- Recently, a series of unfortunate events has created unrelenting financial pressure upon corporations, which is playing out through the oppressive conduct of shareholders and directors.
- Although the Court can make any order that it considers appropriate, relief must be best suited to putting an end to the oppression.
- When approaching the Court, care must be taken to ensure that the relief sought is supported by the evidence of the oppressive conduct and that the Court is presented with the necessary material to make that determination. Otherwise, the determination may have a devastating impact.
A storm of shareholder disputes, including claims of oppressive conduct under s 232(e) of the Corporations Act 2001 (Cth) (the ‘Act’), has been brewing for some time. Conditions for disputes are rife when greed and/or desperation collide with a lack of corporate governance, opportunities to take advantage and severe breaches of trust. Disputes can arise over breaches of director duties, the management of companies, distribution of dividends or profits, valuation, transfer or sale of shares, and allegations of misconduct, misappropriation or fraud.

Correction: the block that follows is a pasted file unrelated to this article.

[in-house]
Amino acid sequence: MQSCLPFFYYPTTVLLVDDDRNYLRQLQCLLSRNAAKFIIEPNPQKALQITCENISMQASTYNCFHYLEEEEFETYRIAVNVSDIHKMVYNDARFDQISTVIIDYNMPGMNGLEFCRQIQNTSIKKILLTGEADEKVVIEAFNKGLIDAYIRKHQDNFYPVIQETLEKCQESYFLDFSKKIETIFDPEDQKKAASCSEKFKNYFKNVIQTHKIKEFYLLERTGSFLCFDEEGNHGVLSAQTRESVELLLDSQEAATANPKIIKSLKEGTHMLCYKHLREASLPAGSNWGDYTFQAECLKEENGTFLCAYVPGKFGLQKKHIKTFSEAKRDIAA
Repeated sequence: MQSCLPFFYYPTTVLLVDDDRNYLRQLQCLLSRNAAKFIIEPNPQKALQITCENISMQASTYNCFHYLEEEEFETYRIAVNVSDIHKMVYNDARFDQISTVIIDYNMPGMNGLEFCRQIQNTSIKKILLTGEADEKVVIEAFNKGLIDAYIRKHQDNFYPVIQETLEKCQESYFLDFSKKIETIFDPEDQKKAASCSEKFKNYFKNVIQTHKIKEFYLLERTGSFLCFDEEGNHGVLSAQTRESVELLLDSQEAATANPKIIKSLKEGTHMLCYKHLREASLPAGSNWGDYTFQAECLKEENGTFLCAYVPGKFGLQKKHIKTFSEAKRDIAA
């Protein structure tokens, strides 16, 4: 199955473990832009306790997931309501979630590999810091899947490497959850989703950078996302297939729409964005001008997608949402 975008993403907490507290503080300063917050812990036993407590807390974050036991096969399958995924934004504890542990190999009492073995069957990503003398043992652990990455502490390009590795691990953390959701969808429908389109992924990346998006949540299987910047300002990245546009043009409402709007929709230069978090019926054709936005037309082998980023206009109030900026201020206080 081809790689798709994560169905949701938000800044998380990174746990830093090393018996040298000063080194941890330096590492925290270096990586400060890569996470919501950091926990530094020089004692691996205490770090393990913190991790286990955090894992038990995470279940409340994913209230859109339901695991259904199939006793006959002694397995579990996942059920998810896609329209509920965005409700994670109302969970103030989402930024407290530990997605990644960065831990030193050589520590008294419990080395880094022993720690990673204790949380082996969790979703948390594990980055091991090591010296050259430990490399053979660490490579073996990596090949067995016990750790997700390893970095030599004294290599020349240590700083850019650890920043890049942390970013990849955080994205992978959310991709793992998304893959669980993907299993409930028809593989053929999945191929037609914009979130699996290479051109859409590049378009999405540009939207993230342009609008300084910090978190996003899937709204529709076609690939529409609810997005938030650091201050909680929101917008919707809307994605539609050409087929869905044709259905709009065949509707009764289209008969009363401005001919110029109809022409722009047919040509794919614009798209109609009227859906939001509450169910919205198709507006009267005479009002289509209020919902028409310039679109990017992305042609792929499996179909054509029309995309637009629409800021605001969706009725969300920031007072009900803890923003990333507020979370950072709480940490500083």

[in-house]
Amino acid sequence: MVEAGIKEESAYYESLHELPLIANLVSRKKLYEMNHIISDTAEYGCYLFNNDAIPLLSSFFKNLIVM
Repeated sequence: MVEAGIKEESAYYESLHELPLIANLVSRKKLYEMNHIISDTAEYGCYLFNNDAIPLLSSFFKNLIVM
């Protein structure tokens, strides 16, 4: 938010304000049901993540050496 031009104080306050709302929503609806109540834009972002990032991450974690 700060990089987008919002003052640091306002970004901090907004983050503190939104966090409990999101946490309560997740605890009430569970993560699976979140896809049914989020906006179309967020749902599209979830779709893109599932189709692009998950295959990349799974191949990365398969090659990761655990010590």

A tempest of COVID-19 related issues, such as debt forbearance periods coming to an end, rising interest rates and a looming recession, have increased the number of disagreements between shareholders and company directors regarding the management of companies. That, in turn, has resulted in allegations of the conduct of the company affairs that is ‘oppressive to, unfairly prejudicial to, or unfairly discriminatory against, a member or members whether in that capacity or any other capacity’ (s 232(e) of the Act).
This is the eye of the storm. This article will highlight the practical lessons to be taken from recent case law and will resonate with ‘no-frills’ litigators who actively facilitate the just, quick and cheap resolution of the real issues in dispute.